Austria, who were undefeated in their 10 qualifying games, lost 2-0 to long-standing rivals Hungary in the opening match of Euro 2016 Group F on Tuesday.
The Hungarians, who only reached the finals through the playoffs, took the lead with a rare goal by forward Adam Szalai in the 62nd minute -- his first at international level since October 2014.
Austria thought they had equalised soon after but Martin Hinteregger's effort was disallowed for a foul by Aleksandar Dragovic who was sent off after receiving a second yellow card.
Substitute Zoltan Stieber secured victory three minutes from the end.
In front of two of the noisiest sets of supporters yet seen at the tournament, Austria were the better side in the first half.
David Alaba, the country's player of the year in 2015 for the fifth time in succession, looked as though he could be the game's dominant figure from the first minute when he burst forward and hit a fierce drive against the post from 20 metres.
Goalkeeper Gabor Kiraly, the first 40-year-old to play at a European Championship, was beaten on that occasion but made an excellent save from Zlatko Junuzovic 10 minutes before halftime.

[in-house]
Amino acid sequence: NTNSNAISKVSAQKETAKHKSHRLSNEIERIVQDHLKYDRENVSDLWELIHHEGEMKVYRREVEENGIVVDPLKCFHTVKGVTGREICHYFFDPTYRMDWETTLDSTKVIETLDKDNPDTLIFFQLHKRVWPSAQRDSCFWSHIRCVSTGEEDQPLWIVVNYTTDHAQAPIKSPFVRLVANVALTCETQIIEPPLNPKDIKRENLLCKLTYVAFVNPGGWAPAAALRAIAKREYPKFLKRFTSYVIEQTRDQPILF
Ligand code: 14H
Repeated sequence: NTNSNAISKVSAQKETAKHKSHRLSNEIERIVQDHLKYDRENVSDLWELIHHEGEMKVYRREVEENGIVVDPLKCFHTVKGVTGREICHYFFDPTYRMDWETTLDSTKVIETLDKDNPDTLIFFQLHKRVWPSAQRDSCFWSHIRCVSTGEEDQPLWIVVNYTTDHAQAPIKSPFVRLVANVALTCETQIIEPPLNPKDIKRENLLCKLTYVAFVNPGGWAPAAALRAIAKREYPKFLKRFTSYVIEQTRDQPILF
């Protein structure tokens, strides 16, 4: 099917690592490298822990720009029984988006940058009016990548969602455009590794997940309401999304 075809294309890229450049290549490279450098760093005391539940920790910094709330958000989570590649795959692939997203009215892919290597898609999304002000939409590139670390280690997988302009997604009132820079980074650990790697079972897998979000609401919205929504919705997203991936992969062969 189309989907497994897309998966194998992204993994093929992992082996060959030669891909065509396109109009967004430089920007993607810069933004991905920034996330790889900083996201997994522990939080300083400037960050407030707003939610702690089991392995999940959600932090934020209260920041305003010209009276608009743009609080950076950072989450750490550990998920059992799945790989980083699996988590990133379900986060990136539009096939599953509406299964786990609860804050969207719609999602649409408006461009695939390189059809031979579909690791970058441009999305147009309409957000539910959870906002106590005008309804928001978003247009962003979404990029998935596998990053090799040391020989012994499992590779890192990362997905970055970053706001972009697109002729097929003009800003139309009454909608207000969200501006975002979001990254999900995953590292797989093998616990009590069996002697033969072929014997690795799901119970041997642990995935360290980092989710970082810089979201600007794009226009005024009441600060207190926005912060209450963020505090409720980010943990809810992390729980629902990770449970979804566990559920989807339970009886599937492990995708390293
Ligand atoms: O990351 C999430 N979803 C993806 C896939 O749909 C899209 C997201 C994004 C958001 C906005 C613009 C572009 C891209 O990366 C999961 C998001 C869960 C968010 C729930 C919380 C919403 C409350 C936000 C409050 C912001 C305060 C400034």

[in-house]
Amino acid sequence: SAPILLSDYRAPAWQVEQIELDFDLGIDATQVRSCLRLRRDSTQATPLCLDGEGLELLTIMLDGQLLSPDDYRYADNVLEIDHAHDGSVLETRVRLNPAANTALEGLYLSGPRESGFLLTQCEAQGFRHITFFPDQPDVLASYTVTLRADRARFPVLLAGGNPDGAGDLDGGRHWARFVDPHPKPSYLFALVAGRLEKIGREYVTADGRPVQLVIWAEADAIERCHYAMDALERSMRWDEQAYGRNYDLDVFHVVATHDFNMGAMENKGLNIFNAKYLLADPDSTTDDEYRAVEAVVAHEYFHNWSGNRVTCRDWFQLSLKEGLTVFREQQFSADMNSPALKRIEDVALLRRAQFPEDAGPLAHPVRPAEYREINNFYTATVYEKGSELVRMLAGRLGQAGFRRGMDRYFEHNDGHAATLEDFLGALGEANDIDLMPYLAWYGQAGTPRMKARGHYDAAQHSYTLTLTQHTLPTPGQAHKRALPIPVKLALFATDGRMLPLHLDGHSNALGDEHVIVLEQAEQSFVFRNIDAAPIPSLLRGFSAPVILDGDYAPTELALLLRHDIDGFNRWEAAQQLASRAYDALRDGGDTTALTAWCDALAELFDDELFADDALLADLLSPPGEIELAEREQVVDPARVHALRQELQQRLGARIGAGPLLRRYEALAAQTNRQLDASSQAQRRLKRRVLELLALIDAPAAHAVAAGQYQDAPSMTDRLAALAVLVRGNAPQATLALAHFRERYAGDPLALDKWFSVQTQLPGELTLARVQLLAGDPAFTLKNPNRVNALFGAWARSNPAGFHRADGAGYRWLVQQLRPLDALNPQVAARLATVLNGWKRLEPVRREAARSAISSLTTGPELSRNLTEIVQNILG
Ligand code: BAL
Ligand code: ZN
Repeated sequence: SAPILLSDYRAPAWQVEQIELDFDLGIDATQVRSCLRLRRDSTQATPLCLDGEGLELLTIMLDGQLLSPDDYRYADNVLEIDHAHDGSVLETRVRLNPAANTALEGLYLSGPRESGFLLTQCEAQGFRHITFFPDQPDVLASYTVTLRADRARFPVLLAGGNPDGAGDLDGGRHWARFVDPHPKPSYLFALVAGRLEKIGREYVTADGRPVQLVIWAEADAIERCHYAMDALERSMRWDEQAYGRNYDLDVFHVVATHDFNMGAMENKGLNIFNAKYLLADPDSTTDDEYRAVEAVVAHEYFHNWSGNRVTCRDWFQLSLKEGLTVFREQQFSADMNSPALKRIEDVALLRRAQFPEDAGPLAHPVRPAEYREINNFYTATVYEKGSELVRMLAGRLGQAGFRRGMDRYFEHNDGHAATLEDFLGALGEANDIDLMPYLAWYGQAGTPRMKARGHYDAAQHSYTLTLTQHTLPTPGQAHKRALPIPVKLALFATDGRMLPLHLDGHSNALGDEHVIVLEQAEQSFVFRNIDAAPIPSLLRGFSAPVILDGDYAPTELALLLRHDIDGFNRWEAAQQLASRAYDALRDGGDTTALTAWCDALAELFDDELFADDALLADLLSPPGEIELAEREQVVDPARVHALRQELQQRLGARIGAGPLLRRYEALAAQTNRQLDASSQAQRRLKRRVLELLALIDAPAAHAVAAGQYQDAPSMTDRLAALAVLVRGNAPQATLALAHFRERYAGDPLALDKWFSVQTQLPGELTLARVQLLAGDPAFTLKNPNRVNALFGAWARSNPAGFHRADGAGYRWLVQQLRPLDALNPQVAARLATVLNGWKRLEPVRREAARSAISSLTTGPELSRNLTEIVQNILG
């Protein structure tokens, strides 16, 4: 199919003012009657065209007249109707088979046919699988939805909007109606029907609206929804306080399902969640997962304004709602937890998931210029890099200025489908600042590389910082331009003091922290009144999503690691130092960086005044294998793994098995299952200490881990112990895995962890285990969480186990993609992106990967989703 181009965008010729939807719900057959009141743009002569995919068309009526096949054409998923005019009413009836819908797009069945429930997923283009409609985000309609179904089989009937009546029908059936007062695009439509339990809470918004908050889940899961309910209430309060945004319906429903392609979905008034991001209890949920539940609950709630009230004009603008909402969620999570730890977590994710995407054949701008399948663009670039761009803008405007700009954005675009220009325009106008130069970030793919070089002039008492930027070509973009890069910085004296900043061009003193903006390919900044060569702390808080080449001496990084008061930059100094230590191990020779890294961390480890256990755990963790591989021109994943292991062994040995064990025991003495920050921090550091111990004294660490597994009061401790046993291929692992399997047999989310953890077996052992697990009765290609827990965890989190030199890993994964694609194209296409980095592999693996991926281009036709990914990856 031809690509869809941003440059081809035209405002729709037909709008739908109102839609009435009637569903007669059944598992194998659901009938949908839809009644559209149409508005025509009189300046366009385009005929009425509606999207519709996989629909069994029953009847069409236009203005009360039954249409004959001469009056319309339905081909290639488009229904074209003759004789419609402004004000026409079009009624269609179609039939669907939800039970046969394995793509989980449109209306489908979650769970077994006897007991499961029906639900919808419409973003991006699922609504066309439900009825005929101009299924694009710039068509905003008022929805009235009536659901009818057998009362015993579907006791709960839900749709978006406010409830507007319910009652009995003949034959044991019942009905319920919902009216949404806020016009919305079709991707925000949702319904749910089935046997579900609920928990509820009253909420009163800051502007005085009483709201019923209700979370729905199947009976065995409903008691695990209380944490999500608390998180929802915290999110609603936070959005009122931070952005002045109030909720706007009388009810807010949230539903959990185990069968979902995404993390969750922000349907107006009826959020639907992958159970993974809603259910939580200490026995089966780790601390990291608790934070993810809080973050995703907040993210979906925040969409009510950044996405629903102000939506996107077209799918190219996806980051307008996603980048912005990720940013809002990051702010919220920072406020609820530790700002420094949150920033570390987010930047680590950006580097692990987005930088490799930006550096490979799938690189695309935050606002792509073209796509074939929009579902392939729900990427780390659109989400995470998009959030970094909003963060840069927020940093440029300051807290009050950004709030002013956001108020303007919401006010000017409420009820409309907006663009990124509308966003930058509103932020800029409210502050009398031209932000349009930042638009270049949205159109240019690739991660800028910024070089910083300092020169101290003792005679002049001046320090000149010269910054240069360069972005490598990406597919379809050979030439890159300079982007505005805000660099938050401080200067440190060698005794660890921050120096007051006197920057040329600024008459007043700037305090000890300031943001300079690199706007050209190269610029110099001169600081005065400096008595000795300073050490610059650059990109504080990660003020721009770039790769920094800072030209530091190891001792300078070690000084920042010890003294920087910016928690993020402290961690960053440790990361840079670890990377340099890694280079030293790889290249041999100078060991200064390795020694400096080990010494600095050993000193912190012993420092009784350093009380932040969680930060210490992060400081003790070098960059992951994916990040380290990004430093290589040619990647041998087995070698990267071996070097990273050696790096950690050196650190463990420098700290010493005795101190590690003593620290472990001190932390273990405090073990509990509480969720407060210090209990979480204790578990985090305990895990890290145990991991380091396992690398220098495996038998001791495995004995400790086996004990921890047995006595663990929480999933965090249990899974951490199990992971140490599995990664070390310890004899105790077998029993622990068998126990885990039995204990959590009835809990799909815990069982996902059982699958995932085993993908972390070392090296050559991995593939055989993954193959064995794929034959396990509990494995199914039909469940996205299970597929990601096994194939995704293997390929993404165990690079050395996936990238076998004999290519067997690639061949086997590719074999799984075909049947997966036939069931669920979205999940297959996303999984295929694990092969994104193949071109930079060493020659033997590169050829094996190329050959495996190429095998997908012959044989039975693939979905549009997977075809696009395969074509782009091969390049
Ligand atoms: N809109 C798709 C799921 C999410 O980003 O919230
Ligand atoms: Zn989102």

Despite Zoltan Gera's long crossfield passes that were opening up play, Hungary were restricted to shots from distance until Laszlo Kleinheisler handed their only real first-half chance to captain Balazs Dzsudzsak who pulled it across goal.
The game then turned on two incidents within as many minutes just after the hour.
Szalai, nobody's idea of a prolific scorer, took a return pass from Kleinheisler and slid the ball past previously untroubled goalkeeper Robert Almer.
Austria retaliated almost immediately as Hinteregger's shot beat Kiraly but the referee ruled it out for a late tackle by Dragovic who had been yellow-carded in the first half.
Two substitutes combined late in the game to clinch an unexpected victory in the 137th meeting between the two sides dating back to 1902.
Tamas Priskin, who had replaced scorer Szalai, sent Stieber racing through to grab the second goal in front of thousands of delighted Hungarians.
Once a sizeable force in world football, the team have been in the doldrums for a long while.
Having qualified for the first time since reaching the 1972 semi-finals, they are now well placed to reach the last 16.
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